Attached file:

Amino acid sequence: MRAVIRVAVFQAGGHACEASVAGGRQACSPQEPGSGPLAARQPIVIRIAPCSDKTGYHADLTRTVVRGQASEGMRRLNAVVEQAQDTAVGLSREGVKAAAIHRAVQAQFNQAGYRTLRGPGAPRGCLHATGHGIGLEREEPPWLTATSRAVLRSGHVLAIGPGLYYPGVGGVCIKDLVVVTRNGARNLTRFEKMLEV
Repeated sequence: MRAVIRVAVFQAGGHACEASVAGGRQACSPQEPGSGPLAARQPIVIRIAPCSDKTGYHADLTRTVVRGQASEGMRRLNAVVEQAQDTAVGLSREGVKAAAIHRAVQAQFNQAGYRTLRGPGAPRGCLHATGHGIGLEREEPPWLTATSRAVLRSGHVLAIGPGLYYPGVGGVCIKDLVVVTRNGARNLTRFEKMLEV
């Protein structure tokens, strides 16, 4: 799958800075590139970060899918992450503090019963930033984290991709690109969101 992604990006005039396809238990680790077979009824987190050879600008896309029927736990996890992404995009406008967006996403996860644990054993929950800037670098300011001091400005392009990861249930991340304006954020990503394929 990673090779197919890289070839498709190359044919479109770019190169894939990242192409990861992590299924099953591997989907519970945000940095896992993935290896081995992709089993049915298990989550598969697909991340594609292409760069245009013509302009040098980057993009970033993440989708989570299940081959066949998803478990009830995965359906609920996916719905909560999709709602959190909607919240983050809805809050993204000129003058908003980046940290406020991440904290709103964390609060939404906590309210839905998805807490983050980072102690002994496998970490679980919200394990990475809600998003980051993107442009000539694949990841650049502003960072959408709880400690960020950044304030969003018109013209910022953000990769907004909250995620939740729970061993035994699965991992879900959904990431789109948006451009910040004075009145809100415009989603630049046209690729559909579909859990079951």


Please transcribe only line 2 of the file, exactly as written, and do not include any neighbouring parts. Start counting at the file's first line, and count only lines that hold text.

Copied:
Repeated sequence: MRAVIRVAVFQAGGHACEASVAGGRQACSPQEPGSGPLAARQPIVIRIAPCSDKTGYHADLTRTVVRGQASEGMRRLNAVVEQAQDTAVGLSREGVKAAAIHRAVQAQFNQAGYRTLRGPGAPRGCLHATGHGIGLEREEPPWLTATSRAVLRSGHVLAIGPGLYYPGVGGVCIKDLVVVTRNGARNLTRFEKMLEV